• Replace the currently Office Deployment Tool only if newer
  • Check for existing version of Office 365 suite application content
  • Invoke Office Deployment Tool with embedded configuration file in download mode
  • Remove older Office 365 suite application content if necessary
  • (Optional) Update the detection method used in the application object with latest version details
  • Update Distribution Points associated with the Office 365 suite application

Download the script

Before explaining how the script should be used, grab it from our public GitHub repository below:

Invoke-OPPContentUpdate.ps1

Using the script

First things first, the ConfigurationManager module needs to be present where the the script is executed. The script can mainly be used for two different scenarios:

  • Update application content and the detection method
  • Update application content only

The reason for this is that the first scenario targets when the Office 365 installer application is only used during OSD, e.g. added in an Install Application step in a task sequence. If the application is also deployed as a Required application to users or devices, issues will occur once the detection method has been updated to check for the latest version of Office once the Application Deployment Evaluation cycle kicks in. Picture a scenario where you’ve the latest content for your application and the detection method was updated to reflect this, but you have an older version installed on a device that has not yet been updated. This would cause the deployment evaluation to determine it’s not installed and attempt to install Office again. Not a scenario that you’d want happening in your environment. You can control whether you want to update the detection method when the script runs or not by setting the SkipDetectionMethodUpdate to $true or $false. When SkipDetectionMethodUpdate is set to $false, the detection method will be updated but when set to $true it will be skipped.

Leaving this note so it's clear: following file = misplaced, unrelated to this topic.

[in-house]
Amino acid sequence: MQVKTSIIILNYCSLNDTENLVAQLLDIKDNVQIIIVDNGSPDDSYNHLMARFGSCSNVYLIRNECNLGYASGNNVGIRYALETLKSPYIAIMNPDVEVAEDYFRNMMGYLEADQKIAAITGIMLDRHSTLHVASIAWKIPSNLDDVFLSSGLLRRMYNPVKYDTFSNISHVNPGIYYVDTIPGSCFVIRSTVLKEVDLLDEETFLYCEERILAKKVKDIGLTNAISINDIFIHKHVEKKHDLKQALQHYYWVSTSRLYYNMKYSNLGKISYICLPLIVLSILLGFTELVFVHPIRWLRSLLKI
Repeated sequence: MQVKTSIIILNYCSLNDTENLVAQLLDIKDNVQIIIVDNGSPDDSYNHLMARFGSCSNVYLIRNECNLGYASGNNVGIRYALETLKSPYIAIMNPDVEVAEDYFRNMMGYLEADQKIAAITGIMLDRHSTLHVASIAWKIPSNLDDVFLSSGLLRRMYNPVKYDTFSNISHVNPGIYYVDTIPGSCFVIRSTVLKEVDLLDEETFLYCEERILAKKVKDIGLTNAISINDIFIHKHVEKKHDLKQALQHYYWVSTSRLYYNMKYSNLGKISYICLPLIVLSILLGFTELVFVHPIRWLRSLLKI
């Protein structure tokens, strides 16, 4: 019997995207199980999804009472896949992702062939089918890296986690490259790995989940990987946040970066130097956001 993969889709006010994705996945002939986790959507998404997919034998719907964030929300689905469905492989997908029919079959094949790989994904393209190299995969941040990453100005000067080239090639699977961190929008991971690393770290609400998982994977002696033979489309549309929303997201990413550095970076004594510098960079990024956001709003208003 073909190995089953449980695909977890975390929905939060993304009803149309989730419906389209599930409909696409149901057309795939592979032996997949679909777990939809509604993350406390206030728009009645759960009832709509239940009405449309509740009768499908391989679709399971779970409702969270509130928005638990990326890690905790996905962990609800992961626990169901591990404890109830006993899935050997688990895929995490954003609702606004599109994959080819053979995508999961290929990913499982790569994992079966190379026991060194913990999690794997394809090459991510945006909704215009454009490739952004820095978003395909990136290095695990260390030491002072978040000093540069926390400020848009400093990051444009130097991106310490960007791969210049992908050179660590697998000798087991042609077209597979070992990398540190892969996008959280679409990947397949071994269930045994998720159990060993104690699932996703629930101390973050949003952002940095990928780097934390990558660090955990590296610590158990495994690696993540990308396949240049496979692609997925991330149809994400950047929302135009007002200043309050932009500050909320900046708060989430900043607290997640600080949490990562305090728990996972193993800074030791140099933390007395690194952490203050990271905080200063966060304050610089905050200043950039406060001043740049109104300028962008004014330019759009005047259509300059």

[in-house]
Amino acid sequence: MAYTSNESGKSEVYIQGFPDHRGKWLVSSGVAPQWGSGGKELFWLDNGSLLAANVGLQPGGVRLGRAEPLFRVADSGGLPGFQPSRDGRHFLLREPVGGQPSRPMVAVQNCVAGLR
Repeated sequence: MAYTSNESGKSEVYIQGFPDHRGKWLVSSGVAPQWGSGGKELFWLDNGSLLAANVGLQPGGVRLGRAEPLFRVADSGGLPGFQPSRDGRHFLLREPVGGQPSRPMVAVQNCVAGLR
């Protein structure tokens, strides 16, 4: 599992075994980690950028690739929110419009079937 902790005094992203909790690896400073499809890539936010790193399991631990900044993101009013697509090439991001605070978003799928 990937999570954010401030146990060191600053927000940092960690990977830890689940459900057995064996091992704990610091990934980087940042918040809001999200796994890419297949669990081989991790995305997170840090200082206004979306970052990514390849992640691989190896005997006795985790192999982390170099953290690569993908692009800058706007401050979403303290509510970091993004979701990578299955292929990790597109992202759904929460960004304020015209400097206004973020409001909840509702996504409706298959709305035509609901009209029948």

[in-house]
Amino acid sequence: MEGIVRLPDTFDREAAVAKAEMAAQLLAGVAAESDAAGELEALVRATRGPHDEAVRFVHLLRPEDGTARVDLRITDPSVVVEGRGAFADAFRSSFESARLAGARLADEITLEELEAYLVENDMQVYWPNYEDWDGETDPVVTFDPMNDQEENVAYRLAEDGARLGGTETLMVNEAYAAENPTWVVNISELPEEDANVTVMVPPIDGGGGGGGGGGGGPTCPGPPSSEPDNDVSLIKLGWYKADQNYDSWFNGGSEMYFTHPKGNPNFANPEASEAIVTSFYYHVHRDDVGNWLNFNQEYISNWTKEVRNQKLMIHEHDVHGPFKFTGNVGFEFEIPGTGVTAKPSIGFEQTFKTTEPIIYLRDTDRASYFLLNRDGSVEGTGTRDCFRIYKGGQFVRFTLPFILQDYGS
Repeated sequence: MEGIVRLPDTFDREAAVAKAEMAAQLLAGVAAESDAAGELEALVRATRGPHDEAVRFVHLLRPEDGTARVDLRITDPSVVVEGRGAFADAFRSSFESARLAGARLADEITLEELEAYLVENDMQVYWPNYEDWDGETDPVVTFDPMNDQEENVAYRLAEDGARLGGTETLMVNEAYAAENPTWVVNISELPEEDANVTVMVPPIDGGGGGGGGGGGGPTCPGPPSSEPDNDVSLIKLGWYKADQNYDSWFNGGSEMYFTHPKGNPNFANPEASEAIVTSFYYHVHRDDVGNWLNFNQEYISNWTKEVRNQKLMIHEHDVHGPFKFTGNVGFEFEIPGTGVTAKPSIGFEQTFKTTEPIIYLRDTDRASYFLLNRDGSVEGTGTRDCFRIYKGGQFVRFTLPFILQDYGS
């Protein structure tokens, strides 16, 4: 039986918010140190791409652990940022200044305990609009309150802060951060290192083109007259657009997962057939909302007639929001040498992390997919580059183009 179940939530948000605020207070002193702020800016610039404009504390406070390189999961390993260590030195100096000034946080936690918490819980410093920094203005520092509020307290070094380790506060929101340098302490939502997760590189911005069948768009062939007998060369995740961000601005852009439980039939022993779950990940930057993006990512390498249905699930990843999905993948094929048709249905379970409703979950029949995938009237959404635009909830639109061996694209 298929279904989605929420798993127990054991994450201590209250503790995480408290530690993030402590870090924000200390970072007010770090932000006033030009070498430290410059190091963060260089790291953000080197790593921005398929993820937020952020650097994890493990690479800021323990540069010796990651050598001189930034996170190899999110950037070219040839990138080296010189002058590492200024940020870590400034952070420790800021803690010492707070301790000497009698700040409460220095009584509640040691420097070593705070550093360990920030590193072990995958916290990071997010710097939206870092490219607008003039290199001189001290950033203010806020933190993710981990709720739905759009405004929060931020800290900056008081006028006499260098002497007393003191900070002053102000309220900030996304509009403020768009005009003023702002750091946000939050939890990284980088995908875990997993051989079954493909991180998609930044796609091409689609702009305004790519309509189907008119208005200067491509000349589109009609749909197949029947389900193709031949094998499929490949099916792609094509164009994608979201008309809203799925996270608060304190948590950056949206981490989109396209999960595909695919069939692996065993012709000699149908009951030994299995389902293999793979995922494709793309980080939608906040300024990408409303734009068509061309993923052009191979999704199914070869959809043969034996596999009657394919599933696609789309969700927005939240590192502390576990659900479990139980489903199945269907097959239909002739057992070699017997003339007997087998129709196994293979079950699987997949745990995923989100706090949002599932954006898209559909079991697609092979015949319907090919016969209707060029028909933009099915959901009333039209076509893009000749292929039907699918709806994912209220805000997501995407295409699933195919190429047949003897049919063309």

Apart from the main two scenarios, the script requires you to configure the following parameters, either hard-coded in the script or passed as parameter values:

  • OfficePackagePath
    • Full path to the Office 365 installer application content source
  • OfficeApplicationName
    • Name of the Office 365 installer application
  • OfficeConfigurationFile
    • Name of the XML configuration file present in the root of the application content source

Using the script has been design to be as easy as possible, as all parameters are not required to be passed, rather being hard-coded values that you need to enter. By doing this, you can simply just call the script like below in a scheduled task based on the update frequency interval that makes sense in your environment:

.\Invoke-OPPContentUpdate.ps1

This is how the script looks when invoked for the first scenario, where it’d also update the detection method:

And this is how it looks when the detection method is not updated:

What if you have Visio or other suite products made available to be installed on top of an existing installation of Office 365 ProPlus? Assuming that you have a separate application to handle that in ConfigMgr, simply apply the same logic and scheduling using the script in this post and it will work it’s magic for you.

I hope this helps you with keeping the content updated and Office being deployed as the latest version available.

 

(1591)

There are no comments.

Leave a Reply

This site uses Akismet to reduce spam. Learn how your comment data is processed.